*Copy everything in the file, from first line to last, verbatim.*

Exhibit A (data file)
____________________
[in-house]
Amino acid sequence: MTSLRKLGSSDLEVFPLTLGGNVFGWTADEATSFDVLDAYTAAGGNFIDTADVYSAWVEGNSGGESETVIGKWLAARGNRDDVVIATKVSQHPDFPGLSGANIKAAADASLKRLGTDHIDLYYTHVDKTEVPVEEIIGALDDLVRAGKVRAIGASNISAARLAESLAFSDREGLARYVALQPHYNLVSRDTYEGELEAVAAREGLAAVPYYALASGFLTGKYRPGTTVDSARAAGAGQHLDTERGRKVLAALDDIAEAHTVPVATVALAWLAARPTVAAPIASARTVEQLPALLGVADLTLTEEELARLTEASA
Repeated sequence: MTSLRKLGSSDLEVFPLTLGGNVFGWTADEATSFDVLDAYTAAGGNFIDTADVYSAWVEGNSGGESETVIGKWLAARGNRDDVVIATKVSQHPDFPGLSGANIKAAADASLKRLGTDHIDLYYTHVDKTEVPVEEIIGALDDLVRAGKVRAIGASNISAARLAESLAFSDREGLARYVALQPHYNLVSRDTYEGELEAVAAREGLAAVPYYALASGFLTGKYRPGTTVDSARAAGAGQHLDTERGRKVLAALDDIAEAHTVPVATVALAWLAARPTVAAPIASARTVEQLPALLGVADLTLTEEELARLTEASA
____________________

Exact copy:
[in-house]
Amino acid sequence: MTSLRKLGSSDLEVFPLTLGGNVFGWTADEATSFDVLDAYTAAGGNFIDTADVYSAWVEGNSGGESETVIGKWLAARGNRDDVVIATKVSQHPDFPGLSGANIKAAADASLKRLGTDHIDLYYTHVDKTEVPVEEIIGALDDLVRAGKVRAIGASNISAARLAESLAFSDREGLARYVALQPHYNLVSRDTYEGELEAVAAREGLAAVPYYALASGFLTGKYRPGTTVDSARAAGAGQHLDTERGRKVLAALDDIAEAHTVPVATVALAWLAARPTVAAPIASARTVEQLPALLGVADLTLTEEELARLTEASA
Repeated sequence: MTSLRKLGSSDLEVFPLTLGGNVFGWTADEATSFDVLDAYTAAGGNFIDTADVYSAWVEGNSGGESETVIGKWLAARGNRDDVVIATKVSQHPDFPGLSGANIKAAADASLKRLGTDHIDLYYTHVDKTEVPVEEIIGALDDLVRAGKVRAIGASNISAARLAESLAFSDREGLARYVALQPHYNLVSRDTYEGELEAVAAREGLAAVPYYALASGFLTGKYRPGTTVDSARAAGAGQHLDTERGRKVLAALDDIAEAHTVPVATVALAWLAARPTVAAPIASARTVEQLPALLGVADLTLTEEELARLTEASA